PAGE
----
YU High School for Girls Team Takes Fourth in Urban Barcode Project Finals
A team of four students from the Samuel H. Wang Yeshiva University High School for Girls (Central) triumphed over 40 other groups to compete in the final round of the Cold Spring Harbor Laboratory’s NYC Urban Barcode Project, in which research teams use DNA technology to explore biodiversity in New York City. Vying for the $20,000 grand prize, the Central team of Faigie Feiner, Michal Leibowitz, Miriam Rosen and Mindy Schwartz placed fourth, winning honorable mention and a crimson ribbon in the finals at the Museum of Natural History on June 5.
Led by faculty mentor Shulamith Biderman and assisted by Ruth Fried, head of Central’s Science Institute, and Jason Williams, course instructor in Research Methodology, the team used DNA barcoding to identify allergy-causing plants. The research project, called “No More Itching and No More Ditching,” focused on analyzing the species of plants surrounding Central and two other local schools. With close to 50 percent of school children worldwide sensitive to one or more common allergens, the goal of the project was to accurately identify the unknown plant species and determine whether those plants caused allergies, by comparing them to previously published lists of allergen-inducing plants species. The team’s results showed that “school-aged children are being exposed to health-threatening allergens on almost a daily basis.”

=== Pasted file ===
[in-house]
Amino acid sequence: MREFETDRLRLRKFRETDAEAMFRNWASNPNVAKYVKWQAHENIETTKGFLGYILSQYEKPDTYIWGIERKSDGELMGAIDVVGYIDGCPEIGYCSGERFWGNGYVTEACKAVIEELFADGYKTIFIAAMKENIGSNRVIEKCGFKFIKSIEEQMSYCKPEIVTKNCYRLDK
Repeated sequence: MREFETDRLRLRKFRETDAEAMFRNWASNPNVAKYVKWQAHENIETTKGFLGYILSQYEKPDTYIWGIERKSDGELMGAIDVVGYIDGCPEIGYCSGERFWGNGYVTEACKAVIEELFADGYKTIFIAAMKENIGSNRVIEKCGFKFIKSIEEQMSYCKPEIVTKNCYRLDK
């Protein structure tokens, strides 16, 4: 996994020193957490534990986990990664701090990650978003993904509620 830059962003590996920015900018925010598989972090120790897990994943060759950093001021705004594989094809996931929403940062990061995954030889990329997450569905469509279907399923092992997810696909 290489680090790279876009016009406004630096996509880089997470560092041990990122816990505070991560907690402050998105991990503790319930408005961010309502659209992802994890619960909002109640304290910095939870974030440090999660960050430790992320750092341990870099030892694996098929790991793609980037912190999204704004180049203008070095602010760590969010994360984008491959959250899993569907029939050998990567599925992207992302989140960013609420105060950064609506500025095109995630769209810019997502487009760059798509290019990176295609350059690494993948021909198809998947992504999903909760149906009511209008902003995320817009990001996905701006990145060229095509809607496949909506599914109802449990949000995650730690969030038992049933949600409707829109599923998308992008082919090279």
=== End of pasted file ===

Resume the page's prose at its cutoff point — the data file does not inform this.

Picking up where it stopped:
A second group of Central students—Evelyn Abramov, Leah Nouriyelian, Chayah Rosenblum and Jessica Weiselberg—was also selected to compete in an earlier stage of the NYC Urban Barcode project. Their research analyzed the presence of echinacea purpurea in medicinal supplements. Both groups were accepted into the competition on the basis of the “originality, creativity, relevance, plausibility and scientific merit” of their research proposals.